8 Global New Year’s Traditions for Bringing Good Luck

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Every winter holiday has its own fun (and important!) traditions, from trimming trees in tinsel to lighting candles to enjoying feasts with friends and family. But while people celebrate holidays like Christmas and Hanukkah pretty similarly around the world, things take a much more unique turn when it comes to ringing in the new year.

Across the globe, different countries and cultures don’t just focus on the promise of a fresh start when New Year’s Eve rolls around — they also want to ensure the coming year is as lucky and prosperous as it can possibly be. As a result, they celebrate with interesting traditions meant to encourage good fortune and lots of luck. As you get ready to watch the ball drop or marvel at a fireworks display this year, bring in even more invigorating New Year’s energy by checking out some of the fun and distinctive global good luck rituals that mark the day.

12 Grapes at the Stroke of Midnight in Spain

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When the clock strikes midnight and New Year’s Eve officially becomes New Year’s Day in Spain, people around the country stuff their mouths with 12 grapes — one at each chime of the clock. These grapes represent the 12 months of the year and are meant to bring good luck. It’s believed that, if you can finish chewing and swallowing your grapes by the time the clock stops chiming, all 12 of the coming months will bring good fortune. To stay on the safe side, many people pick small, seedless grapes that are easier to eat quickly.

Sheep Figurines in Mexico

New year, new ewe? In Mexico, people gift each other small sheep figurines as symbols of good fortune and money in the new year. Many people tuck the sheep figurines behind their front doors to promote prosperity when the calendar turns over to January 1. The connection between cash and the cuddly creatures is a fun one: The word “lana,” which means “wool” in Spanish, is also slang for “money” in Mexico.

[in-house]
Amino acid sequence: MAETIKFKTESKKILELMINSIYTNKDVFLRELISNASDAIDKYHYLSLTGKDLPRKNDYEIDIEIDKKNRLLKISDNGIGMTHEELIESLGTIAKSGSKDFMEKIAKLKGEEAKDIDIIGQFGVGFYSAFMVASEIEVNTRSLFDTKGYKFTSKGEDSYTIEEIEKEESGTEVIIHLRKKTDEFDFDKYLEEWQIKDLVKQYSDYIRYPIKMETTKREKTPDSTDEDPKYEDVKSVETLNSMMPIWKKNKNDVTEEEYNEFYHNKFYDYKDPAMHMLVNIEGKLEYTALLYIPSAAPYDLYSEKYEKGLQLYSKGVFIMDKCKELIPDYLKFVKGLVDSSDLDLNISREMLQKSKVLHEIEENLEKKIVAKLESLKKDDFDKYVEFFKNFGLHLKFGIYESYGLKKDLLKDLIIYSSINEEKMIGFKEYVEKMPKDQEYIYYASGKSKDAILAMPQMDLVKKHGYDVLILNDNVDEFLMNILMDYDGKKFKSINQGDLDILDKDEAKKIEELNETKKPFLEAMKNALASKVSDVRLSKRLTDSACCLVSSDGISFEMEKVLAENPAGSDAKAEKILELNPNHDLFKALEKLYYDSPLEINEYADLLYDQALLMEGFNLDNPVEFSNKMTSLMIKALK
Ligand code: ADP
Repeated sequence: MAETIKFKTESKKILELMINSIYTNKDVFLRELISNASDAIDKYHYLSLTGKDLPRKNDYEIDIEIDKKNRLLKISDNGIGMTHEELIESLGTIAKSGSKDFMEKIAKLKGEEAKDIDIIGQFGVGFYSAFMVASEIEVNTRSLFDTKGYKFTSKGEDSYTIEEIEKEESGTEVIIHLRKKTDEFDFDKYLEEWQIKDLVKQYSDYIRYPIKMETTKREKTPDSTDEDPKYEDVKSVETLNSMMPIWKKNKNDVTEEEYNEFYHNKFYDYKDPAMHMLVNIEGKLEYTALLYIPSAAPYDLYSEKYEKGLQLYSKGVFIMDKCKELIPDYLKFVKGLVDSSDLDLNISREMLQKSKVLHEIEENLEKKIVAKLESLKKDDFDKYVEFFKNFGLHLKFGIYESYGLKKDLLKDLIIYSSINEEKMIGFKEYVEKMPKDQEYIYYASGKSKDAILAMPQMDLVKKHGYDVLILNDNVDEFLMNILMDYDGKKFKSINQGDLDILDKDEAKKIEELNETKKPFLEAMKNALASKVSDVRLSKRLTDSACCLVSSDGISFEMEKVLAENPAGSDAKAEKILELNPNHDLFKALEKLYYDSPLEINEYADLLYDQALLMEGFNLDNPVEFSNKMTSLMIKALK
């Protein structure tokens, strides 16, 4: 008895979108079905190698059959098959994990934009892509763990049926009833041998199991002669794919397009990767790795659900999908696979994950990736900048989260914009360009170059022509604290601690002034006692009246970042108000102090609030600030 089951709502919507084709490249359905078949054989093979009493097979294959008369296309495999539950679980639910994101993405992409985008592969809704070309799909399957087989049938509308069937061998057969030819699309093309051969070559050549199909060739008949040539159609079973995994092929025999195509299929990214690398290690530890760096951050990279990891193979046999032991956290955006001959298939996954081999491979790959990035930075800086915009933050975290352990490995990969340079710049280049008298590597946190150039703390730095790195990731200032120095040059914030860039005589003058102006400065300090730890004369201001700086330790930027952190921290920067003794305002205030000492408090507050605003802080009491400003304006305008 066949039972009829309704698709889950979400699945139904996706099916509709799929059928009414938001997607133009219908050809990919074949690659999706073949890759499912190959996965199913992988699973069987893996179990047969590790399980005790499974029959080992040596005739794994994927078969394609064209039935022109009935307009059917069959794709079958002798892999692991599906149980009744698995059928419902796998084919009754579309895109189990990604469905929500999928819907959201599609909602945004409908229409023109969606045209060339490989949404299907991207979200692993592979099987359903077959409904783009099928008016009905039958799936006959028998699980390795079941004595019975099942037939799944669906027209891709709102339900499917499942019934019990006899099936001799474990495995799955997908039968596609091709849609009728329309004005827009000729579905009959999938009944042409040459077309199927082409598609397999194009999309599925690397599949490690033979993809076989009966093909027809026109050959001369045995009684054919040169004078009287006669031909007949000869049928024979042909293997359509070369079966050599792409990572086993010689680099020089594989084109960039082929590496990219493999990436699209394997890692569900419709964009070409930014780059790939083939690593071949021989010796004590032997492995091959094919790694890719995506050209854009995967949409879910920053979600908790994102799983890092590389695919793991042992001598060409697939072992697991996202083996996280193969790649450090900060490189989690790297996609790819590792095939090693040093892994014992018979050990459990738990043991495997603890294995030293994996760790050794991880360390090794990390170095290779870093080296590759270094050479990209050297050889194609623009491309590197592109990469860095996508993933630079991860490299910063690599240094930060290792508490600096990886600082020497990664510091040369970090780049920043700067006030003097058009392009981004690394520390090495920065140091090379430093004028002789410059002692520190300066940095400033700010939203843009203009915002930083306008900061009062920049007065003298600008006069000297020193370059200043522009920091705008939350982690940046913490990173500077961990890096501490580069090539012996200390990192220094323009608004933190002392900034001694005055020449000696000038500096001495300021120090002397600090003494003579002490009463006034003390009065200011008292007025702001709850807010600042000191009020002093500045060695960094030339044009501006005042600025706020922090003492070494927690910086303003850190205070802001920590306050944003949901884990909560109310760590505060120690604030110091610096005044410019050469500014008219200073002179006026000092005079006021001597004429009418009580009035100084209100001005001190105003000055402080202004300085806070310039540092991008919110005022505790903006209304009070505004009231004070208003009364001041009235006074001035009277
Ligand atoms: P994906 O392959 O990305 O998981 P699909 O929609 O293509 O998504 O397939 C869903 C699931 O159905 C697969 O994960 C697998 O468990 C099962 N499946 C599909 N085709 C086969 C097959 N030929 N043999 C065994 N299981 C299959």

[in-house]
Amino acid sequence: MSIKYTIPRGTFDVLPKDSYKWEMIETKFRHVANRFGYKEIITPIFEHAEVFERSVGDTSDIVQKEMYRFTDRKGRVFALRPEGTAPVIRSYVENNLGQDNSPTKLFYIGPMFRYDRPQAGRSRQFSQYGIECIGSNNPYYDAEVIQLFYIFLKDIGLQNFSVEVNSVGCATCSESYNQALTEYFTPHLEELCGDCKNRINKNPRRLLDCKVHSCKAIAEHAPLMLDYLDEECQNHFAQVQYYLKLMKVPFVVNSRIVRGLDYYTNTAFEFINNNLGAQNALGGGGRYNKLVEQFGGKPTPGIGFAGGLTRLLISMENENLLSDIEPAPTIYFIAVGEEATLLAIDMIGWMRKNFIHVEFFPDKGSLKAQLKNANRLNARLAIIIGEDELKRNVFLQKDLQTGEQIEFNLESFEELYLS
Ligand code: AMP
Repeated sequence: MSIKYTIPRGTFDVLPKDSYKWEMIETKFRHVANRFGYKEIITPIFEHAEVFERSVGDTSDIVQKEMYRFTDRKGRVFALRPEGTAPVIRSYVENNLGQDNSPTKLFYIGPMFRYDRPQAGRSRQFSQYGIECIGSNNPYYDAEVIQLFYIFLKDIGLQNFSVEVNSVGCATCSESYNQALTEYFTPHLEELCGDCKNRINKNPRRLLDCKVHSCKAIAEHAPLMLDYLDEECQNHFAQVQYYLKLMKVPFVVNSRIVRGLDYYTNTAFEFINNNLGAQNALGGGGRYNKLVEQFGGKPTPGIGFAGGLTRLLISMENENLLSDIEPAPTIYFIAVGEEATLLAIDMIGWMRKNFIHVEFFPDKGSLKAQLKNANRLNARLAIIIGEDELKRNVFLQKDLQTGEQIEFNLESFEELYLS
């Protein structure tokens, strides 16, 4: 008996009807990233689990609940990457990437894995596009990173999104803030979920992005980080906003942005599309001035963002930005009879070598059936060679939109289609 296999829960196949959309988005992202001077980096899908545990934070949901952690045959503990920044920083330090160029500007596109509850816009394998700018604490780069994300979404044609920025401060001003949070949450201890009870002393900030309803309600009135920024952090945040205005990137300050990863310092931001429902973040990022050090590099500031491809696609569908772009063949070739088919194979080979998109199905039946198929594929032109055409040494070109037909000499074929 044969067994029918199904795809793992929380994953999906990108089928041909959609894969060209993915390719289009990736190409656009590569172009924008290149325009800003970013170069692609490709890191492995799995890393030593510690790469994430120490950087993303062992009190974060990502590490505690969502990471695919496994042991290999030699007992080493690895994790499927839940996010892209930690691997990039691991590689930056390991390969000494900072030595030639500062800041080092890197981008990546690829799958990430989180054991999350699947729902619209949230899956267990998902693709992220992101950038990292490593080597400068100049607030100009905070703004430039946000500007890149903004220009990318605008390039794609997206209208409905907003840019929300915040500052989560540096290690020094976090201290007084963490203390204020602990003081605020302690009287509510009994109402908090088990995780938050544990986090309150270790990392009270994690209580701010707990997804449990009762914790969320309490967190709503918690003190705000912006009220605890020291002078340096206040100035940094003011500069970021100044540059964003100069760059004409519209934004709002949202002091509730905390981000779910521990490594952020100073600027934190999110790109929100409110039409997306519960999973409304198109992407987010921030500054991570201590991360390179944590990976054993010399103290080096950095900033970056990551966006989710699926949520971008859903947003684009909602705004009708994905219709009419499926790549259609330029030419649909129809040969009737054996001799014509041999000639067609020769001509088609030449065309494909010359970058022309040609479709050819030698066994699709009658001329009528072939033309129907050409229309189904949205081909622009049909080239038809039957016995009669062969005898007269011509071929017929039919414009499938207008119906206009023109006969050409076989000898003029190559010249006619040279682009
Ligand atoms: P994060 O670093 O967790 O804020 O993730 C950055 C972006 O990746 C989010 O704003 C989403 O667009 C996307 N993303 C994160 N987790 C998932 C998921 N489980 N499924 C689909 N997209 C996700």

Similarly to Spain, people in Mexico also believe in eating a dozen grapes at each chime of the clock when midnight rolls around. Instead of bringing good luck, however, each grape someone eats represents one wish they want to come true in the new year. And this 12-centric tradition doesn’t end in Spain or Mexico, either; in the Philippines, people eat 12 round fruits to bring abundance in the coming year.

7 Waves and 7 Pomegranate Seeds in Brazil

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In Spain, Mexico and the Philippines, 12 seems to be a magic number — but Brazilians believe in the power of seven. At the stroke of midnight, Brazilians chew seven pomegranate seeds but don’t swallow them. Instead, people tuck the seeds into their wallets or purses to ensure their pockets are filled with money in the new year.

There’s a second option for those who don’t like chewing seeds: getting into the ocean and jumping seven waves to get seven New Year’s wishes. After fireworks displays are over in seaside towns, crowds wander down to the water’s edge, jump over seven waves as they make seven wishes, and then head home. Many Brazilians don all-white clothing for the event but wear colorful bathing suits underneath that show through after a few leaps over the waves. Each bathing suit color is said to represent the type of wish a person is making for the new year.